It’d be fair to say that for most people, 2020 has been a really weird year so far. From the pandemic that has swept through practically every continent on earth at this point, to the pain and anger, all of which is thoroughly well-placed and massively overdue that is currently resonating around the world as a reaction to the killing of George Floyd, seismic shifts in our everyday lives seem to be arising more readily now than they ever have done before.
A lot of feelings linked to these changes revolve around ideas of fear and loneliness, and this has been reflected in some of the music we have been supplied within these most trying of times. Whether they be fears for the future of our planet as expressed on the opening track of The 1975’s latest record or fears that the best years of your life are firmly behind you as expressed by Kevin Parker’s latest outing with Tame Impala, fear, caution, and a resounding feeling that you may be on your own after all seems to be bleeding through the pop culture of today, and resonating with the audiences that it finds.
On 'Your Hero Is Not Dead', Will Westerman finds hope among the debris of despair. Here, he recognises the state that we as a people are currently in, allows us to face it, but offers lights at the same time. On the album’s lead single, the exquisite 'Blue Comanche', Westerman strikes a daunting tone, addressing a cyborg and willingly following in their path. “Could not relate / wasn’t to know,” he continues, commenting on the social bubbles both online and off that we so readily build for ourselves nowadays that don’t allow for a fully-realised world view to come in.
Backing these somewhat daunting lyrics and themes is a typically dreamy and cyclical instrumentation. Here, as with most of the record’s best moments - of which there are plenty - Westerman builds layers into these musical compositions that aren’t always apparent on your first or second listen, especially if you don’t have a decent set of headphones through which to experience them.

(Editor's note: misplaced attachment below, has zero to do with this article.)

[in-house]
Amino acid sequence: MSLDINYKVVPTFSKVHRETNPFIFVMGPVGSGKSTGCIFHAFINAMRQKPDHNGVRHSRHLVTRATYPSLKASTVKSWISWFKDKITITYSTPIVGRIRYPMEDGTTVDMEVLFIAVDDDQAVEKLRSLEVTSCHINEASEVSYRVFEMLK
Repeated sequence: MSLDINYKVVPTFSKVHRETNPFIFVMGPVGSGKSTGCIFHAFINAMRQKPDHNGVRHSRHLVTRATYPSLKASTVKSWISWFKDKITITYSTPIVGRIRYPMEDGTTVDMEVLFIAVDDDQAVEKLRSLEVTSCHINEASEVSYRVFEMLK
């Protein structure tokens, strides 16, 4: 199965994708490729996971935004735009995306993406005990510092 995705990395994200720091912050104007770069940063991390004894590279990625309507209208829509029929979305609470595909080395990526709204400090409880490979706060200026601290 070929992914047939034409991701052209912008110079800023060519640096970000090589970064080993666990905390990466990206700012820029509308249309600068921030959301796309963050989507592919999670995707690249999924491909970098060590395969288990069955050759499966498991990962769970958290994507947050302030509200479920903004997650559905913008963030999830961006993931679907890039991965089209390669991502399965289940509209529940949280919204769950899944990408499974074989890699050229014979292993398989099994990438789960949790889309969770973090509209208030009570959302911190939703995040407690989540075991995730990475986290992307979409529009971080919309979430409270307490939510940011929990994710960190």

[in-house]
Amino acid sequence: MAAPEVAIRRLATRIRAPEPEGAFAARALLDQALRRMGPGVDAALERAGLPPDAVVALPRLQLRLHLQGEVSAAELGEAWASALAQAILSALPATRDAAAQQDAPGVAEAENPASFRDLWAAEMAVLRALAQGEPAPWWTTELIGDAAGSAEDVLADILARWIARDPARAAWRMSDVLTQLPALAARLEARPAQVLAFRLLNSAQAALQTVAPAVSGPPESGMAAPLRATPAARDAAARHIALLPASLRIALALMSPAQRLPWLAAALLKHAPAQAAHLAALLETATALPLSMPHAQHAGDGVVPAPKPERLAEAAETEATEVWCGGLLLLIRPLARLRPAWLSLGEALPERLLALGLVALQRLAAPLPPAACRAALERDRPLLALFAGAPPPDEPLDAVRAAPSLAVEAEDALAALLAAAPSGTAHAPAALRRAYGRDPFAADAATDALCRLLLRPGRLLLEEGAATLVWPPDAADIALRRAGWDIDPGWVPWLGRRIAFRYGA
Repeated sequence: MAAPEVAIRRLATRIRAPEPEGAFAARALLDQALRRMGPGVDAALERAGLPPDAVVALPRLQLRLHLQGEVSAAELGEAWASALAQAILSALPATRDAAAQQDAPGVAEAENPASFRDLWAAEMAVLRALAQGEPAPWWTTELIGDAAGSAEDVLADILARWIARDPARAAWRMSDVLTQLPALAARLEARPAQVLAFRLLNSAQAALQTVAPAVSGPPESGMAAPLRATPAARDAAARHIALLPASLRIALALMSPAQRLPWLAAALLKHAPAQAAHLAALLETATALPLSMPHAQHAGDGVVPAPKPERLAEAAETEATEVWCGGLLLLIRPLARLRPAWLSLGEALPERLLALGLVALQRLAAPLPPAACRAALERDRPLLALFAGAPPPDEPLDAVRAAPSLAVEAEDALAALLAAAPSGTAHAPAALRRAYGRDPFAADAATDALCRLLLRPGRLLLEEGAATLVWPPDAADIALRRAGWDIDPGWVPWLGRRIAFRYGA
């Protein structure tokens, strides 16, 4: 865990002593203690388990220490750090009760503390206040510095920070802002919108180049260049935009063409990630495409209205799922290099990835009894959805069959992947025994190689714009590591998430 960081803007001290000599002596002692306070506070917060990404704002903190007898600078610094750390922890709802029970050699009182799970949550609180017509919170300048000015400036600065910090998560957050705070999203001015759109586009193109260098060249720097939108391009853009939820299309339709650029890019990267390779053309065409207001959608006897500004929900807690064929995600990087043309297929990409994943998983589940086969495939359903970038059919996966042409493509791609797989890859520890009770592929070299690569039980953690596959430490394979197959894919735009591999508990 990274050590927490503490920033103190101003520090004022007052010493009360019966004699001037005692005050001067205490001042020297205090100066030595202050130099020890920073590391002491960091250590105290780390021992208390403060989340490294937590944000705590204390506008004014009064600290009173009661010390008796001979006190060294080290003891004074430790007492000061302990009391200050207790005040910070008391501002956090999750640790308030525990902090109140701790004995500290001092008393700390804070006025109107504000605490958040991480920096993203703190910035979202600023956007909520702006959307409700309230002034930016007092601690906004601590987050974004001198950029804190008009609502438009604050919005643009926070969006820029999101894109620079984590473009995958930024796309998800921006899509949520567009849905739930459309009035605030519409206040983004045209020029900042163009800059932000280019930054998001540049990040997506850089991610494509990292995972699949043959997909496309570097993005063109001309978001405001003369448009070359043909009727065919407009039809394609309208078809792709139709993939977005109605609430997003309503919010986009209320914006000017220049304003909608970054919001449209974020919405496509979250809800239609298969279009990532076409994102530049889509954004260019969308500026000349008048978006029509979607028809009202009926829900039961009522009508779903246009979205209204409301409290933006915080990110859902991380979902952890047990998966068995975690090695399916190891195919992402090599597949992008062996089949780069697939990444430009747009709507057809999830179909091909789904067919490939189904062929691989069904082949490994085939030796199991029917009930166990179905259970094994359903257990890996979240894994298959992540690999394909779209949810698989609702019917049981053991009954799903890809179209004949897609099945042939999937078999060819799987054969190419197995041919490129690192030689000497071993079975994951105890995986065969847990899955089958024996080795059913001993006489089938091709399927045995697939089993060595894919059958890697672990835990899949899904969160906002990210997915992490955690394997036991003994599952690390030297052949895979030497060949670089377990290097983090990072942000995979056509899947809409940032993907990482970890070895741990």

This tale is also true for the 1-2-3-punch of 'Big Nothing Glow', 'Waiting On Design', and 'Think I’ll Stay', the last of which exudes a retro, 8-bit feel to its soundscape, as though you are trapped in one of the earliest video games to emerge in the 1980s. It isn’t glitchy, it actually flows pretty well, helped in no small part by the ever-changing vocal melody that Westerman so expertly delivery.
But there is certainly more than just a veneer of the atmospheres of yesteryear on this song. This feeling is not singularly presented here. Right from the start of the record, on its opening exchange 'Drawbridge', the record sounds like a games console as it fires up, ready to offer escapism to its owner by hiding their reality deep within the layers of the game itself.
The album’s best song, or at least its most instantly engaging, comes in the form of 'Confirmation', where choppily-strummed guitars are backed by bulbous drum beats and a constantly fluctuating vocal melody - something that Westerman is very quickly making his signature. It sticks with a listener to an extent that nothing else quite manages here, even after having listened to the full record on four or five occasions.
It’s a shame that the albums last three tracks offer little to nothing to get that excited about. Your Hero Is Not Dead is, nevertheless, a largely impressive and competent debut album full of dynamic, interesting, introspective compositions that speak to timely concerns surrounding loneliness and the idea of celebrities as false idols. For fans of Nilüfer Yanya’s staggering debut album 'Miss Universe', or those more recent Arthur Russell re-issues, it offers a smorgasbord of new music to enjoy. Whilst in places it is less than enthralling, there is more than enough beautiful music here to combat that.
A record that fulfils the promise of Westerman’s output over the last couple of years and one from which he will doubtless springboard to greater things in the future, 'Your Hero Is Not Dead' is essential listening for anyone at odds with themselves or the current state of society, which really should be just about everyone at this point.
Words: Mike Watkins
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